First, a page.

By Chris Lane
By Jeff Balke
By Aaron Reiss
By Angelica Leicht
By Dianna Wray
By Aaron Reiss
By Camilo Smith
By Craig Malisow
The Houston Texans have gotten a pass through their first three years as an expansion team, but no more. Team members are expected not only to have their first winning season but to compete for a playoff spot.
If they stumble they won't just get a pat on the head and a "nice try" from the faithful. Already the boo-birds have been heard at Reliant Stadium, when the Texans failed to convert a first-and-goal from the one-yard line in a preseason game.
Are fans expecting too much? Not if you believe Brenda Trifon. She's a child-development expert who's worked at the University of Houston and Montgomery College, and she says there are major differences between a three-year-old and a four-year-old.
"There's more manual dexterity and coordination, and they can work and play better with others," she says. One can only hope to Christ she's referring to the team's secondary, which got lit up by Peyton Manning for five TDs in a game last year. (Not to mention the rest of the team -- even the normally staid NFL.com newswire wrote of that Colts game that "Houston couldn't block, run, tackle, cover or even down a punt in an embarrassing performance.")
But there's more good news, for those fans who are growing testy about the team's ultraconservative offense: "Three-year-olds very much need a routine, but fours are risk-takers," Trifon says. "In play, they are much more imaginative than three-year-olds They don't have to be as safe."
Does this mean the Texans might actually use deep threat Andre Johnson? For something other than a decoy, we mean. The mind reels.
It's not all roses, though: "Four-year-olds still tire easily, and they are still prone to tantrums," she says. Four-year-olds have steroid rage? Who knew?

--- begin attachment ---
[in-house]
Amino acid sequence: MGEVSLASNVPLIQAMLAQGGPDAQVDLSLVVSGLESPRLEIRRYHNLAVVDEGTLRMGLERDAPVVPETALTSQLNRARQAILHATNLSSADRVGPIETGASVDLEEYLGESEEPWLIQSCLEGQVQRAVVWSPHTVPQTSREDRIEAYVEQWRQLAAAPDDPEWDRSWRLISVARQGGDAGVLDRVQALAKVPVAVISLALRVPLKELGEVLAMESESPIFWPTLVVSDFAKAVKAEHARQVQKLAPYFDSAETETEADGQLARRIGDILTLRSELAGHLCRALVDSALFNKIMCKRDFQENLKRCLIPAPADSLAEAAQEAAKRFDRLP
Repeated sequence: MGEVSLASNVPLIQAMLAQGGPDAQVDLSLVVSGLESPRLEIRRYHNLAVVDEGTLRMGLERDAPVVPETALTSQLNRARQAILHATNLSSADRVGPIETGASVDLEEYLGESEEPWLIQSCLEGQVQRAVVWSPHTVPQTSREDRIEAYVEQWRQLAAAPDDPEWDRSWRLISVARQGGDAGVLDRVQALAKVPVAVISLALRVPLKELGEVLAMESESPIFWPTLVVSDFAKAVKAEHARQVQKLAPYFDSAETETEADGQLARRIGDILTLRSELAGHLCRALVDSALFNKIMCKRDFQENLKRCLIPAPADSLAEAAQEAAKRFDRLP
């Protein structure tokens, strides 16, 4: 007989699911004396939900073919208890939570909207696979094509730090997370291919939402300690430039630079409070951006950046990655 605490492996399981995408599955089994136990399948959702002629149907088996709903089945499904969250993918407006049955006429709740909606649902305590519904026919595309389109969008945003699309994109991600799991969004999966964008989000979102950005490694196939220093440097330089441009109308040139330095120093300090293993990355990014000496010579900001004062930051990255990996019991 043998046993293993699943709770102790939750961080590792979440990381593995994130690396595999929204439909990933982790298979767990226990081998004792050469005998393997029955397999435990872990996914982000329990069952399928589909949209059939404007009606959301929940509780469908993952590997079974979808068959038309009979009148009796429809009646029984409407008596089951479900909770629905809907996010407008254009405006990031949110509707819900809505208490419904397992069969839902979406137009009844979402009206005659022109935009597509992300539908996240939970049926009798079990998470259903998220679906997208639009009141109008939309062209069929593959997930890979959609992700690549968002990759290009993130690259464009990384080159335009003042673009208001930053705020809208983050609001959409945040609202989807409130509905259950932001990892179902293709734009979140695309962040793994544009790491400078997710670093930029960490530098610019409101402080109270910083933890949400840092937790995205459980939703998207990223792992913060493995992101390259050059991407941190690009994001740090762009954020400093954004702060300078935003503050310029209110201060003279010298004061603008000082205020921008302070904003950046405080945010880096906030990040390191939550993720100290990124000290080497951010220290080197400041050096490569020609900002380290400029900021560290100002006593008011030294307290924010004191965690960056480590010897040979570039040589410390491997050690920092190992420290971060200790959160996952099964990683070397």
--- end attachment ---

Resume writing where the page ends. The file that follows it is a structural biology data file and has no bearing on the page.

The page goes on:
Our bottom-line question: You've got first-and-goal on the one. Who's going to get the job done?
"A four-year-old would figure out a way to get into the end zone, where a three-year-old wouldn't. Four-year-olds just solve problems much better."
Well, yeah, but the four-year-old Texans didn't manage to accomplish the feat last month. Looks like we might have some slow developers here.
Trifon herself is a huge fan of the Texans and has season tickets for A&M football. So what's her prediction?
When it comes to boldness, she's more of a three-year-old than a four. "Oh, I don't want to make a prediction," she says. "I'll just say they should be better this season than last season."
Still taking baby steps, we guess.
Five from Off Center
For many years, Craig Roberts was one of Houston's best-known sports anchors, until KPRC decided he wasn't Gen X enough to attract all those twentysomethings who apparently spend all day watching local news.
He's now hosting Sports Off Center on Channel 55 and is sports director for talk radio's KFNC-FM 97.5.
Here are his five takes on the Texans:
1. I don't like the fact the Texans go to Buffalo and then come home to play Pittsburgh. My Oilers memories really kick in when you talk about games in Buffalo (good-bye 35-3 playoff lead) or against Pittsburgh (good-bye several AFC championships). In fact, when FEMA announced that 25,000 people were going to be sleeping in the Dome, I thought the Oilers had returned.
2. I am writing this with my Tony Boselli jersey on. I have picked Tony as the team's all-time draft pick: He got several million dollars for the team to look at his shoulder X-rays. My second top pick is Bennie Joppru -- the tight end has been here three years and never seen a snap in a game. He has a sore groin and a bad knee. I think Coach Dom Capers kneed him in the groin after last season.
3. Sometime this year owner Bob McNair will take time out from his busy schedule to explain how it's all about the fans. He will then leave in his police-escorted limo. (Note: He isn't using the same policemen as last year, so he is spreading the overtime wealth.)
4. I look forward to General Manager Charley Casserly's postgame reports on TV. Charley needs a new hairdresser. In fact, he could use an old one.
5. Do we really think it's important to go to the Super Bowl? It's in Detroit this year. Is going to Detroit a realistic goal for grown men to try to reach?
The Muse Speaks
You may not know it, but there's already a Texan in the Pro Football Hall of Fame. He is ummm a poet.
He's also an officially recognized Super Fan, and that's why he's in the Hall. Joe Texan (that's what he wants to be called) got inducted in 2004, along with that guy with the bulldog mask from Cleveland and the Raiders' Mad Max reject.
"I hung out with the likes of Big Dawg and Barrelman and Arrowman and Weird Wolf and Spike," says Joe of his Canton visit. "When I walked in that room last year and they were all sitting around the room drinking beer and stuff, and I opened the door and I walked in with my hat on and everything, they all jumped up and stood up and said, 'Welcome, Joe Texan. You're one of us now.' It's just overwhelming, to say the least."